Fall has arrived and so has flu season. It’s that time of the year where it’s important for students, faculty and staff to wash their hands as not to spread diseases that could cause outbreaks. UT’s colleges and departments could assist in this by installing more hand sanitizer dispensers around campus and restocking those already in place.
The Centers for Disease Control and Prevention lists handwashing and using alcohol-based hand sanitizer as the most effective ways to kill germs. “Influenza cases frequently increase in October and usually peak between December and February,” said Sherry Bell, University Health Services, or UHS, consumer education and outreach coordinator.
In the weeks following Sept. 10, there have been three cases of the flu and 43 flu-like illnesses confirmed at UHS. Students, faculty and staff get sick and have to potentially miss out on school or work. Speaking from experience, I know what it’s like to be sick with a contagious disease. Last spring semester, I got a severe case of tonsillitis and had to miss several days of classes while suffering from chills and bodily aches and inability to eat and swallow. Catching up afterward was extremely difficult and not something anyone should go through.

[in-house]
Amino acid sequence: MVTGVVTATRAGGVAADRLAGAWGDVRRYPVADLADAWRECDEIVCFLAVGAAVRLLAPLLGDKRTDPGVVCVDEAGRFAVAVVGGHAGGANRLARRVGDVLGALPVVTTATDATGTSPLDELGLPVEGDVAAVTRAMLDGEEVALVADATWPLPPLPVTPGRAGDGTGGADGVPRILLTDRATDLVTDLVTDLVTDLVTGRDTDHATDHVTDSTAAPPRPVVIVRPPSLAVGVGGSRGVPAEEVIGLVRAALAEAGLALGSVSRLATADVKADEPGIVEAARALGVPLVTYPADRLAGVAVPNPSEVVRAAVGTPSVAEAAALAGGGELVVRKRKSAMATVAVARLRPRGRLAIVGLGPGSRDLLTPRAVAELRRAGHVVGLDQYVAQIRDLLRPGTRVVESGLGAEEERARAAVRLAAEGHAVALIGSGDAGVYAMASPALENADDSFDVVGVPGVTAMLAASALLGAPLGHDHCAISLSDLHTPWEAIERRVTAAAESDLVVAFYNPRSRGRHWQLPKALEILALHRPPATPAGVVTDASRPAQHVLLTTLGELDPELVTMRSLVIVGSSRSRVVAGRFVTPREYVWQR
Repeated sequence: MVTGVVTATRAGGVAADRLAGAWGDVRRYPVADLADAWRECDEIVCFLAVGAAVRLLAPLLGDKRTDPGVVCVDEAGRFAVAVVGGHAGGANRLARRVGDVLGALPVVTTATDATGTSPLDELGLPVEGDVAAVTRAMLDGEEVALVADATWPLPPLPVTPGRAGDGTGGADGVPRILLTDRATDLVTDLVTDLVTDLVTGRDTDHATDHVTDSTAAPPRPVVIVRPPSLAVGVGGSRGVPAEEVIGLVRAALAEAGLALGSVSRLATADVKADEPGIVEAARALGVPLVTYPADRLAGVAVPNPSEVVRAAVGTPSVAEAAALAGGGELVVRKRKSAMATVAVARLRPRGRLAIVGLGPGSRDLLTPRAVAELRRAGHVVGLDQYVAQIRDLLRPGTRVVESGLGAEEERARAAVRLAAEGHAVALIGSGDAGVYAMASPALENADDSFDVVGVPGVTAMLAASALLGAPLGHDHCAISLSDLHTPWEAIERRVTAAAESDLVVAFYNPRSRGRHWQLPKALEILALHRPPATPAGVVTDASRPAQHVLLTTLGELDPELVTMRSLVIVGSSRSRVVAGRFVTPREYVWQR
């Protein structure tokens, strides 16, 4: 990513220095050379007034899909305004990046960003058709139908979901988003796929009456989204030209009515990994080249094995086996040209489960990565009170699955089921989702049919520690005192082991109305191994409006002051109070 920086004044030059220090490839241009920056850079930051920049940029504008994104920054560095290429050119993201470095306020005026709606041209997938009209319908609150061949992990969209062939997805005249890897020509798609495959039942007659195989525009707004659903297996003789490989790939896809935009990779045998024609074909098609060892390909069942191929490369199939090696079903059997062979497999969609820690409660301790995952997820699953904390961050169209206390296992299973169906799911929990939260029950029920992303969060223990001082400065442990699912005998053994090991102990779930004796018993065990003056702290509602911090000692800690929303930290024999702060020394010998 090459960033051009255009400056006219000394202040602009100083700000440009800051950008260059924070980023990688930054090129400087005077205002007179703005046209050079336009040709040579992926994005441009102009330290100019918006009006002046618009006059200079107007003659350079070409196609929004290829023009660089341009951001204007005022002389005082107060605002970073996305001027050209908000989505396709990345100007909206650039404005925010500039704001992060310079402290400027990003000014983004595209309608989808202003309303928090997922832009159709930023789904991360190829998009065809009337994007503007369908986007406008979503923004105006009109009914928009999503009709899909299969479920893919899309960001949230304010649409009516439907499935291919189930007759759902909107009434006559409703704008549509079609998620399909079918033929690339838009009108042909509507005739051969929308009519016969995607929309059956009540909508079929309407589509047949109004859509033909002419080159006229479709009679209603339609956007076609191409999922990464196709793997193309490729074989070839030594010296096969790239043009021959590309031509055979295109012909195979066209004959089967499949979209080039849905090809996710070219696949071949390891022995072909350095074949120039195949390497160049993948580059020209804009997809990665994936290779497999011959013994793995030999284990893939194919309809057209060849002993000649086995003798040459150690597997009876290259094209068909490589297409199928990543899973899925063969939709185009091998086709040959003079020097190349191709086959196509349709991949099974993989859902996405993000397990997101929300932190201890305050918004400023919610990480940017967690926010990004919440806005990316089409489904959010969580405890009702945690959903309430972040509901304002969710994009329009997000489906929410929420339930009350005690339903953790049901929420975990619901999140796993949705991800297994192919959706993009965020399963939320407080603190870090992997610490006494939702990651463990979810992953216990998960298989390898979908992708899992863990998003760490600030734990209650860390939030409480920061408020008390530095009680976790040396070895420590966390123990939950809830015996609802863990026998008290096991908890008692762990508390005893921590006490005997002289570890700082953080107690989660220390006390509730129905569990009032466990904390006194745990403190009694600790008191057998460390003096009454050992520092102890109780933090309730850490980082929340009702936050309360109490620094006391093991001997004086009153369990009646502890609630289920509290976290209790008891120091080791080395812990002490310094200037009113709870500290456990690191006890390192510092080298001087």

As UHS continues their Flu Shot Campaign, it’s vital that students not only get their flu shot to prevent themselves and others becoming ill, but also use the hand sanitizer dispensers around campus. However, it’s difficult to do this when the dispensers are empty. In Parlin Hall, for example, there are several dispensers in hallways, classrooms and entryways, but since classes have started they’ve been empty.
Dennis Nolan, assistant director of biological and lab safety said it is up to the individual colleges and departments to maintain and install hand sanitizer dispensers. So it’s vital that each college and department takes responsibility to restock those empty dispensers and have more accessible dispensers. This would minimize the risk of people passing on germs from high-contact surfaces they’ve touched. Students can also take this into their own hands by raising the concern for the dispensers to be refilled and installed where it’s needed.
In a university where there’s about 51,000 students and about 3,000 teaching staff, someone will get sick, and the fewer dispensers there are, the more likely it will be for people to spread diseases. So as the coming months approach, bringing the peak times for flu outbreaks, it’s vital that students wash their hands regularly and also use what hand sanitizer dispensers are around them to avoid getting sick.
I hope to see UT’s colleges and departments coming together to work on installing more hand sanitizer dispensers, but until then, Bell recommended that people keep a small, refillable container of hand sanitizer to use when needed. Let’s keep our hands clean and stay healthy out there.
Rose is a English sophomore from The Woodlands. He is a columnist. Follow him on Twitter @jeffsroses.